Richard Collins III, Jordan Edwards prove respectability politics won't save black lives

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The most indelible image from this week's spate of graduation ceremonies was a black commencement robe draped over an empty chair.

The robe belonged to Richard Wilbur Collins III. On Saturday, the 23-year-old black Bowie State University student was stabbed and killed by Sean Urbanski, a white 22-year-old student at neighboring University of Maryland, while he was waiting for an Uber ride in College Park, Maryland.

Collins' robe was displayed Tuesday to memorialize a student who was, by all accounts, a model human being as well. He was a commissioned second lieutenant in the U.S. Army. He was a lauded Reserve Officer Training Corps member who "would go out of his way ... to go and help others," Collins' father, Richard Collins Jr., told NBC News.

"[A] former commander of his unit ... [expressed] to me that if she had a son, Richard is the model of what she would hope her son would be," the father said.

But none of these accolades prevented Collins' death. His killer — Urbanski — was as unconcerned with how good a person Collins was as any other white killer who has stolen a black life in the course of U.S. history. Black children are fed the narrative that certain behaviors will keep them safe from white violence: doing well in school, dressing properly, avoiding conflict, obeying authority. And yet time and again, the same truth reasserts itself: These respectability politics will not save us.

This has become increasingly clear in recent weeks. Between Collins and Jordan Edwards — a 15-year-old black honor roll student who was shot and killed by Balch Springs, Texas, police Officer Roy Oliver on April 29 — even the most decorated black lives exist perilously close to death at the hands of white fear, white anger and white misunderstanding.

Meanwhile, their deaths are justified through impeachments of black character after we are killed. It's still easy to defend killing black people by describing the ways they failed to placate white anxiety — by not obeying orders, like Sam Dubose; by being too big and imposing, like Terence Crutcher; by refusing to back down when accosted, like Trayvon Martin. And white fear of unarmed blacks remains a plausible excuse for jurors and observers deciding whether armed police officers or vigilantes were justified in shooting them. 

The details are still unclear regarding Urbanski's precise motive. According to reports, he was a member of a Facebook group called "Alt Reich: Nation," in which members shared disparaging posts about women, Latinos, Jews and black people. The affiliation has led authorities to consider a hate crime investigation. But the New York Times reported that administrators claimed the group was satirical, and was created to ridicule the alt-right.

"I condemn those who believe in white supremacy," Alex Goodman, one of the group's administrators, told the Times. It's unclear whether Urbanski interpreted this "satirical" racism the same way.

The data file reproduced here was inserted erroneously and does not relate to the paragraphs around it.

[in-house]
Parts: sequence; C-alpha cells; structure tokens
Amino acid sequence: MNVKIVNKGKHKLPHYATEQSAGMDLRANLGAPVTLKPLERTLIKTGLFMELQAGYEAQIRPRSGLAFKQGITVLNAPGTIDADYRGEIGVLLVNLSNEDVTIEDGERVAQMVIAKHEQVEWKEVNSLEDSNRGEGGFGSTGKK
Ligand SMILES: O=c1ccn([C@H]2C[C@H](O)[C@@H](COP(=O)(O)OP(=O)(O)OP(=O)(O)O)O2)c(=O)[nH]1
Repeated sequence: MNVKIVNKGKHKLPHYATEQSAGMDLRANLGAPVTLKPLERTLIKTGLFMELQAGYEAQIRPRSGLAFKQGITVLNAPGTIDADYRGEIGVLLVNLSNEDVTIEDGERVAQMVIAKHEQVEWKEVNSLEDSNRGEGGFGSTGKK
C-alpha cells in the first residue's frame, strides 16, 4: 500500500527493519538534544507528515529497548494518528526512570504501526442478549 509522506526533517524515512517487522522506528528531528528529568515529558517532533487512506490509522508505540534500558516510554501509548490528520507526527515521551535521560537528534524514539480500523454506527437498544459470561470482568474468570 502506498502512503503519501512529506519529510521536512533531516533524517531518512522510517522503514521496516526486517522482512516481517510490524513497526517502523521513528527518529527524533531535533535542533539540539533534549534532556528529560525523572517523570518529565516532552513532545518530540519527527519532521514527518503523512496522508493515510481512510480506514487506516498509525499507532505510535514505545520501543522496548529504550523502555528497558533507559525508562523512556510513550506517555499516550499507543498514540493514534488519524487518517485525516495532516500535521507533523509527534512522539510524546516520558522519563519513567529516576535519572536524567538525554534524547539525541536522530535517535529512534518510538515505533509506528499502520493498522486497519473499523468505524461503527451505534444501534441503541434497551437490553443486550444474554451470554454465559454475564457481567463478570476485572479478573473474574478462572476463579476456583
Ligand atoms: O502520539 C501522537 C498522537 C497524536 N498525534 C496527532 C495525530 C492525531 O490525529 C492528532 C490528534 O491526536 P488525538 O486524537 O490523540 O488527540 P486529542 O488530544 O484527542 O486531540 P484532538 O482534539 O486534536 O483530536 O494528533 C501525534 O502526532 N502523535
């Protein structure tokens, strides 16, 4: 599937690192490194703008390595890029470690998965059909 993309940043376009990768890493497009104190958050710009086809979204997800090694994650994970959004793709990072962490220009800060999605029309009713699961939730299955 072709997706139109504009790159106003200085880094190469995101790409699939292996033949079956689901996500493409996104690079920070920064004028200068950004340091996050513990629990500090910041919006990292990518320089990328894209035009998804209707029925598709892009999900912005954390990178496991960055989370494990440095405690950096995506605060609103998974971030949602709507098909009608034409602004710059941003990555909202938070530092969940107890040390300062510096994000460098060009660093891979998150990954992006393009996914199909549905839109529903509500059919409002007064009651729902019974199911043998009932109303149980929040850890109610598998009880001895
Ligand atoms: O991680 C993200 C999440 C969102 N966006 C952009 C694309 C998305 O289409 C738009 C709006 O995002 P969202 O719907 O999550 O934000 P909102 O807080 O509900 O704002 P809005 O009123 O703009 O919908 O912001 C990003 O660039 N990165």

Nor did Urbanski say anything explicitly racial when he attacked Collins, per reports. He shouted, from a distance, "Step left if you know what's best for you!" and stabbed the black 23-year-old through the chest when he did not obey. Urbanski's attorney said his client might have been intoxicated at the time of the attack. The 22-year-old has been charged with first- and second-degree murder.

Sean Urbanski  Uncredited/AP

Down South, Oliver killed Jordan Edwards in a similarly sudden outburst. He fired his service rifle into a car full of unarmed teenage boys, one of whom, Edwards, was struck in the head and killed. Oliver's initial story was that the boys were driving toward him in a threatening manner — a story that might have been accepted without question had body-camera footage not shown them actually driving away from the officer. Oliver has been fired and charged with murder.

In both cases, the victims' families and communities are left crestfallen over their respective tragedies. Stunned parents and friends wonder aloud how such bad things could have happened to such good kids. These black boys did everything right, it seemed. They were the gold standard of academic achievement and behavioral propriety — facts that certainly don't make their lives more valuable than others, but that matter nonetheless because they were qualities they were taught would protect them.

"He was not a thug," Chris Cano, the father of one of Edwards' football teammates, said, as if this fact has ever really mattered in the United States. "This shouldn't have happened to him."

All of which begs the question: What protection do black people really have if respectability won't shield us from white violence? If we do everything we're told would have kept Michael Brown and Trayvon Martin alive, but still get killed, what are we actually left with? The answer, in this case, is two more dead black boys, a set of devastated communities, friends and family members, and an empty chair with a graduation robe draped over it.